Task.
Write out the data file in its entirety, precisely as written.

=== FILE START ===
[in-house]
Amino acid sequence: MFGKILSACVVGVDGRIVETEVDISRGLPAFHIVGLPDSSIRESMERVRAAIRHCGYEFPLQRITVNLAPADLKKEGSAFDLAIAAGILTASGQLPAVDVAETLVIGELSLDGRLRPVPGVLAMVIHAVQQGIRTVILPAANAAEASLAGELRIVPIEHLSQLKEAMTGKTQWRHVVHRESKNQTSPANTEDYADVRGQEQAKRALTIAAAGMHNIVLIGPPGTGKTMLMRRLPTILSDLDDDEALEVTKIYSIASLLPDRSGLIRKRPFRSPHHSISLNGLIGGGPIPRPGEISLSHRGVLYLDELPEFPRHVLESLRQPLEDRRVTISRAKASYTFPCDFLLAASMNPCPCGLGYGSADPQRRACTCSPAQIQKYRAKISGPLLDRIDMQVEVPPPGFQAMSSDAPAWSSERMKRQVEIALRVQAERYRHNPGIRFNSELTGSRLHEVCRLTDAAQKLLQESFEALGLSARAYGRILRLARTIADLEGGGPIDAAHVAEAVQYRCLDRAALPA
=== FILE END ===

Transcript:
[in-house]
Amino acid sequence: MFGKILSACVVGVDGRIVETEVDISRGLPAFHIVGLPDSSIRESMERVRAAIRHCGYEFPLQRITVNLAPADLKKEGSAFDLAIAAGILTASGQLPAVDVAETLVIGELSLDGRLRPVPGVLAMVIHAVQQGIRTVILPAANAAEASLAGELRIVPIEHLSQLKEAMTGKTQWRHVVHRESKNQTSPANTEDYADVRGQEQAKRALTIAAAGMHNIVLIGPPGTGKTMLMRRLPTILSDLDDDEALEVTKIYSIASLLPDRSGLIRKRPFRSPHHSISLNGLIGGGPIPRPGEISLSHRGVLYLDELPEFPRHVLESLRQPLEDRRVTISRAKASYTFPCDFLLAASMNPCPCGLGYGSADPQRRACTCSPAQIQKYRAKISGPLLDRIDMQVEVPPPGFQAMSSDAPAWSSERMKRQVEIALRVQAERYRHNPGIRFNSELTGSRLHEVCRLTDAAQKLLQESFEALGLSARAYGRILRLARTIADLEGGGPIDAAHVAEAVQYRCLDRAALPA